Band of the Week - Ocoai
Just exactly how loud is “LOUD AS FUCK”? I don’t have an exact decibel measurement, but every time I see Ocoai live this question is emphatically answered. This band goes to 12. Actually, fuck that, Ocoai is beyond that and probably deserves better than a bad Spinal Tap reference, but it’s all I’ve got. However, if sheer volume was all that was impressive, then I have two friends who could make a killing touring the country with their incessant The Simpsons quotes. Yes, Ocoai makes use of a style popularized by Neurosis and Isis. In fact, if you’re sick of the term Neur-Isis and all of its clones I don’t blame you, but I really feel sorry for you if you gave up on the atmospheric post-whatever genre before hearing Ocoai. These dudes take everything the genre is known for and do it fucking right.
Originally a four piece, they rounded out their line up by adding a 5th member who handles keys, electronics, and *ahem* cello duties. And with that, when Ocoai hit their D Minor key (last Spinal Tap reference, I promise) the sadness of their music definitely brings the Neurosis vibe. When they roll through their up-tempo blues riffs, even burly Black Sabbath worshipping dudes, who dig bands like Baroness and Black Cobra, with beards bigger and longer than their attention spans needed to appreciate music like this, will nod their heads in agreement. When Ocoai quiets down there is a shadowy beauty adding another layer to the already rampant emotion flowing through each of their songs. And when Ocoai slows everything down and push more weight through their amps than Escobar pushed in the 80’s, it has the chunky feel of Pelican (except with competent drumming), but it’s so fucking heavy that if an actual pelican tried to lift the air that carries an Ocoai drop in it’s silly looking beak, it would probably turn the entire species into a flightless bird.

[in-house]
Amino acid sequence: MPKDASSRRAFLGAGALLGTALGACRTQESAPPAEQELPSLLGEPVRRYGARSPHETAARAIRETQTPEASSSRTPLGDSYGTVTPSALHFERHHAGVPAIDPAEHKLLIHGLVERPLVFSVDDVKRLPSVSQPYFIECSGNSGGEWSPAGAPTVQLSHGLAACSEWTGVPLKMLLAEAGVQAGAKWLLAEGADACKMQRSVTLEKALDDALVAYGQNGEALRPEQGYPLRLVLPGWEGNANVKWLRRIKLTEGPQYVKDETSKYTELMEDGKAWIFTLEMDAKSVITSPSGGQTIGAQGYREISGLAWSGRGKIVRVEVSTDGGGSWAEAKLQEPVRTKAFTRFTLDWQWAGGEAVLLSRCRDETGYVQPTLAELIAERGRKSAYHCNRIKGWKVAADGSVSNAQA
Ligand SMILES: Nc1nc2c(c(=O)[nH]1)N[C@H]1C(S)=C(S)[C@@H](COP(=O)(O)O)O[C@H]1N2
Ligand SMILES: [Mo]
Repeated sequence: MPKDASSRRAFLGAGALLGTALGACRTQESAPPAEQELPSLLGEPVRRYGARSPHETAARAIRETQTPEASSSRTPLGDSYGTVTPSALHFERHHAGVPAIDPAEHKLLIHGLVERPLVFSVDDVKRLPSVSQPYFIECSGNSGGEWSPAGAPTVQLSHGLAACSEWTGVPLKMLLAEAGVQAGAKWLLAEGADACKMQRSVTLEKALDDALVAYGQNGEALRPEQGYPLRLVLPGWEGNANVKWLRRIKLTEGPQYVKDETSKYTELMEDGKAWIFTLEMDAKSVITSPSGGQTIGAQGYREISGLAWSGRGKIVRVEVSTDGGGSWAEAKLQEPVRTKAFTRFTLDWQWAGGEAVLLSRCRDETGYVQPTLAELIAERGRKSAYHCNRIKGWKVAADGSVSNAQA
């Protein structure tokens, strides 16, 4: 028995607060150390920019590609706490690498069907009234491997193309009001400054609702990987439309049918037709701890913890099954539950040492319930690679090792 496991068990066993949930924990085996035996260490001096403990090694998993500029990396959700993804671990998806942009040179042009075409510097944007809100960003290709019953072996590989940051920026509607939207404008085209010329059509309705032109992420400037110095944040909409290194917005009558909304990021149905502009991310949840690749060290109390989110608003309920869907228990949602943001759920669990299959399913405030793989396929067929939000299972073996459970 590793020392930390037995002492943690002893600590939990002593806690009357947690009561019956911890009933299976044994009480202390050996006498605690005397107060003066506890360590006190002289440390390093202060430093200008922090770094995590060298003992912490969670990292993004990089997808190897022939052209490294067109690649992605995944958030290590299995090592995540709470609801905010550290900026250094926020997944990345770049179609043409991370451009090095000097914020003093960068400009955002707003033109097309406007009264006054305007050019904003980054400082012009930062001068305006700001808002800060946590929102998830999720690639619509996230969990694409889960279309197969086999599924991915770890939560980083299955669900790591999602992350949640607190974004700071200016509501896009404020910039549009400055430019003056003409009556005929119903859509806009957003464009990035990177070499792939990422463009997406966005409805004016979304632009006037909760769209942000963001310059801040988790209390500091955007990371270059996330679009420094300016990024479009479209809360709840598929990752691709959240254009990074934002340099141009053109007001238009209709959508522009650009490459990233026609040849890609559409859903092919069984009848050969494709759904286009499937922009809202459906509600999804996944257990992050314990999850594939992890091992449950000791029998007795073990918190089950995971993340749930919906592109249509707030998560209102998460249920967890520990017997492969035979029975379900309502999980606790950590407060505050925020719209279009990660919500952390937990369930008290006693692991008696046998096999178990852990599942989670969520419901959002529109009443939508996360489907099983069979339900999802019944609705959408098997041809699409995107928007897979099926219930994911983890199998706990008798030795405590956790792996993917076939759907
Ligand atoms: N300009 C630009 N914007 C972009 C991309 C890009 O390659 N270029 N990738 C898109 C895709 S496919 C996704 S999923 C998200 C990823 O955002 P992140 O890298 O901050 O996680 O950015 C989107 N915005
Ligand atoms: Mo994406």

The stamp that Ocoai puts on the genre that perhaps hasn’t been as prevalent in post-metal bands past is guitar solos. Both guitarists take turns cutting through the others’ chugging elephant stomps with more blues influenced picking and even sliding (“Marchand De Sommeil”) or sometimes taking on more classic metal styled solos (later in the very same song). Completely committed to the instrumental only concept, they don’t set up a mic to say anything to the crowd between songs, or even try to shout to let you know how many songs they have left, just hand signals (one). Their perfectly structured songs and ear-splitting volume are enough to satiate any audience salivating for alluring destructive heaviness.
Where they started: 2008’s Breatherman
Where you should start: While Breatherman is a fine release, you certainly can’t go wrong with it. For me, though, it’s the 2 songs on the Peacecreature compilation. Which is actually more like a four way split, and Ocoai’s songs bleed into each other so it’s more like like one song cut into 2 tracks. Whatever, it’s 2 good songs on a CD with 3 other good bands. Sounds like a great starting point, is where I’m trying to go with this. You can also pick up the brand-spanking new album The Electric Hand which they just played CD release shows for this past weekend. It’s phenomenal. Whatever you check out just remember that if your stereo isn’t wall to wall deafening sound then you definitely need to check this band out live.
Essential Live Video: